Comment: Well, ultimately.

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In reply to comment: Yes. (see in situ)

Well, ultimately.

To be quite fair to the indigenous people of that land, this did create quite the problem to be sure. No one can deny this fact. Now, there is good evidence to suggest that many European countries did not want a major influx of Jewish refugees, much like Roma (Gypsies) are now seen as a nuisance to many Europeans. Anti-Jewish sentiment still existed after the war, and some allied and neutral countries continued to have suspicions that the Jewish people at least played some role in the war. This anti-semitisim did exist prior to WW1 and came to a head during the economic downturn that preceded World War 2. Many Europeans even came to blame the Jews, and not Serbian terrorists, for the assassination of Franz Ferdinand which led to WW1.

Now, looking at it from a perspective of if it should have happened - my answer is, unfortunately, no. It should not have taken place. Prior to Israel being established as a nation state, indigenous Hebrews, Jews, Christians, and Muslims lived in that region without much conflict, albeit under British, and once Ottoman rule. The issue of contention was that the British Empire, still in control of the world currency, and flexing its imperialistic imperatives, decided to do this, without so much as consulting anyone else in the region. At the time, the region was considered to be dominated by savages and so forth. Now, looking at what really happened, many Palestinians were displaced, and this cannot be denied. The state of Israel adopted a theocratic republic that would allow anyone of Jewish heritage to move there, which would kind of being like if you had a claim to being Roman, you could automatically gain Italian citizenship. It does not make any sense, except to super-religious people.

Thus, many Jewish families who traced their lineage to Europe alone, and not the "promised land" of Judea, found themselves moving there, and considering it their holy land. The problem, of course, being, that all 3 world religions have had a casus belli on this land (or cause for war under Christian Just War Theory) due to the nature of all 3 religions springing from this area. Thus, the only result could be conflict.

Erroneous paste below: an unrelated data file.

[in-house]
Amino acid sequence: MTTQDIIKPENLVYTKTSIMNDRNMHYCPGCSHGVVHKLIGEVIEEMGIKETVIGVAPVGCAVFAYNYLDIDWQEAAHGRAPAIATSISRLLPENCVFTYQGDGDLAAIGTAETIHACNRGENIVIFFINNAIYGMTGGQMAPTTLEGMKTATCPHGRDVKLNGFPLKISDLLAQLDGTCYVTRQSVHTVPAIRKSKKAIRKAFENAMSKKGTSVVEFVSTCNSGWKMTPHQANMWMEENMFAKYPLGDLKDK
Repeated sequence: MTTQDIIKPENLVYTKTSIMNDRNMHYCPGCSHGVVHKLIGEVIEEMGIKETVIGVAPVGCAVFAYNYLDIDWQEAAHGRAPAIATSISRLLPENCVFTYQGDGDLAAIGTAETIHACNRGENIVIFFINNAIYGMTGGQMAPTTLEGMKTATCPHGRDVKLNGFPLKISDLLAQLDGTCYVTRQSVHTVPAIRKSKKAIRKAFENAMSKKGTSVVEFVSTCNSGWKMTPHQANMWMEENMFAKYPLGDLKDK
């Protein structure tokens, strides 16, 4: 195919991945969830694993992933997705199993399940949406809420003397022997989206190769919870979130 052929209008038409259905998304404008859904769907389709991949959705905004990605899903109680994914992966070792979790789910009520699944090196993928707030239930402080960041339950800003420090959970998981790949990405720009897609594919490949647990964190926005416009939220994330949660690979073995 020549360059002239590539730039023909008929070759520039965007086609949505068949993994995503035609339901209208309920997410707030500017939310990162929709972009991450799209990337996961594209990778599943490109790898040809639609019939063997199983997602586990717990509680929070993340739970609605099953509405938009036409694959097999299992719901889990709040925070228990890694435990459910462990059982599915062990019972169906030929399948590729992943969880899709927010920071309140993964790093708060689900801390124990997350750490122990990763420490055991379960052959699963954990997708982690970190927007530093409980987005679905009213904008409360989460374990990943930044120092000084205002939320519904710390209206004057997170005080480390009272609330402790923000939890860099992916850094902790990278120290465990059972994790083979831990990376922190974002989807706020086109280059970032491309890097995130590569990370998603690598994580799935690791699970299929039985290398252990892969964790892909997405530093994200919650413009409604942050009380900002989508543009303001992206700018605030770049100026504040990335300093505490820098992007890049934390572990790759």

Mind you, however, that whats done is done, and cannot and should not be reversed. However, in the spirit of the UN Charter, I do believe that this violated it. Indeed, I also believe that Israel should comply with UN resolution 242 calling for 67 borders. Prior to this, the UN only recognized the 48 borders, and according to the UN, no nation can gain land from war following World War 2. This obviously makes sense as a world policy, since it deters nations from trying to annex land.

It is also the reason why the US failed to get UN support to invade Iraq. The entire point of the UN is to prevent war and not subsidize it, although the US and Britain have used their might in the last during Korea to make that a matter of discontent. So, really, no Israel should not have been created. But it has, and what they are doing now is far more important than what happened before. The settlement program needs to end and they need to go back to the 1967 borders, remove the blockades and physical walls through Gaze and the West Bank, and absolutely dismantle the settlements. The settlements encompass almost all of the West Bank to the point that it barely exists any more as a Palestinian entity. Israel cannot annex Gaza or build settlements on the strip because incorporating it into Israel proper would give the Palestinians living there the majority throughout all of Israel. The Knesset would be overrun by Palestinians and that would be end of the theocratic state.

So if you look at what is really going on, we are looking at the slow but sure elimination of an indigenous people as a culture, as a race, and so forth, whether intentional or not. Nation states always subjugate the indigenous peoples of a land to gain more territory and this is quite unfortunate. In the case of the Palestinians, there is nothing left, but Gaza is still one of the more densely populated areas in the world, and so they have built giant walls around it and so forth to prevent any interaction with the outside world. This is a policy of the state of Israel and not Jews themselves, which should be understood as being quite mutually exclusive.